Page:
Faced with the possibility of another Taiwan Strait crisis, more and more observers in Washington and elsewhere are making the case for an unambiguous US commitment to defend Taiwan in the event of a Chinese attack. This essay contends that the United States has options between total commitment and abandonment. There is a prudent middle way in which the United States, while reserving the right to intervene if it so chooses, focuses on helping Taiwan to defend itself while building a menu of options for deterring and punishing Beijing’s aggression without fighting.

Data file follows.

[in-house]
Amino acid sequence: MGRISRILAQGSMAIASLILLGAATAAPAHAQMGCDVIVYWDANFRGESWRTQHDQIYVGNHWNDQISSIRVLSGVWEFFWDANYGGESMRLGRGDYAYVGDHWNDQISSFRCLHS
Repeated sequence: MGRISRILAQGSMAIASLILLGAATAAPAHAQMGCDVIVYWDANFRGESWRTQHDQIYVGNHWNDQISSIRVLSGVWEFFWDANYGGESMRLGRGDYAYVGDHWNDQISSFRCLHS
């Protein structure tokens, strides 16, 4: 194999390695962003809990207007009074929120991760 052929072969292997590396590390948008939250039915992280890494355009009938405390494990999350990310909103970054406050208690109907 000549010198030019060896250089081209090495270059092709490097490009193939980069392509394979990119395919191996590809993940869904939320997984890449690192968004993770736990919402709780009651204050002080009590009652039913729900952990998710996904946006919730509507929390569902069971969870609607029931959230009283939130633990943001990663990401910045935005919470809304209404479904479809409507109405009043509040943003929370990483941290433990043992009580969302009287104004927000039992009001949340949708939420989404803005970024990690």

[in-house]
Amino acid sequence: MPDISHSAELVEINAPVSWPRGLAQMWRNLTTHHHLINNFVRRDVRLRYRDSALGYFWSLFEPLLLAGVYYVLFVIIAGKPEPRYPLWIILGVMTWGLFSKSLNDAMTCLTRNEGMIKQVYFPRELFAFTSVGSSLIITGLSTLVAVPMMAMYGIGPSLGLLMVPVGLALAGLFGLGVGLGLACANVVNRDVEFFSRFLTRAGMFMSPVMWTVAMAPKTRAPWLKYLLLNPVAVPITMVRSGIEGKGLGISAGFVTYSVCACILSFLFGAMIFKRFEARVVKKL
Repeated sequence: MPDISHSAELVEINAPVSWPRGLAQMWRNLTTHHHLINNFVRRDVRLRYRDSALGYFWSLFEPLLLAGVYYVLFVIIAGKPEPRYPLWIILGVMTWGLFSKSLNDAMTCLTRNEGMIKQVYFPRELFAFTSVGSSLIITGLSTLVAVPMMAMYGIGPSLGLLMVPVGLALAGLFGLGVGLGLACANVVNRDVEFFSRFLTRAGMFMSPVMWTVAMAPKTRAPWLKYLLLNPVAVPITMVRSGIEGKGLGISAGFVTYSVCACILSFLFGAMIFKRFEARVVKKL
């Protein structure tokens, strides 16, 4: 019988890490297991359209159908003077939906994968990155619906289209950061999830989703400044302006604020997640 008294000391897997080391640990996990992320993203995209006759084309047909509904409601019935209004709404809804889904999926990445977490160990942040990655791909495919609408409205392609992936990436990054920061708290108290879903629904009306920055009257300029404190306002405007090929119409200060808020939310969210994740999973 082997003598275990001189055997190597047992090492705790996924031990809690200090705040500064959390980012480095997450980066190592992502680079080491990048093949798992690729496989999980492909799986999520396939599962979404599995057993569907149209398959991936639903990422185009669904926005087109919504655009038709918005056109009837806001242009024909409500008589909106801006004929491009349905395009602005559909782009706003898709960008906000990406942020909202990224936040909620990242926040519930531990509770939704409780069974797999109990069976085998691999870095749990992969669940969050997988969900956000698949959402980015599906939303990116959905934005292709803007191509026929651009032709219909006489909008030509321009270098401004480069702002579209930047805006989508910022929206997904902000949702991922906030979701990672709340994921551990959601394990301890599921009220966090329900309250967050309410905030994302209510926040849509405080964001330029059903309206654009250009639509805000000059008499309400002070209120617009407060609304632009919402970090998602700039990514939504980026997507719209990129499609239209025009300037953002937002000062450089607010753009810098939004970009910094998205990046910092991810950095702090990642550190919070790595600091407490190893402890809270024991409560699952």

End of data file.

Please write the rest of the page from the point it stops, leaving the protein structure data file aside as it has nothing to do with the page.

This essay first argues that the case for Taiwan’s strategic significance is often overdrawn. Any Chinese attack would be a tragedy and a crime, and the United States should make clear that such a step is unacceptable and would destroy the Chinese Communist Party’s ambitious development plans. But it need not destroy the US position in Asia or produce a wave of successful Chinese adventurism. The essay then points to the intense dangers of a war for the United States, including outright loss, a crippled military, large-scale attacks on the homeland, and nuclear escalation. The authors make the case for an alternative to the binary choice of all-out war or desertion: Taking some additional risk to help Taiwan prepare for its own defence, combined with the development of multiple options short of outright war for punishing China in the event of an attack.

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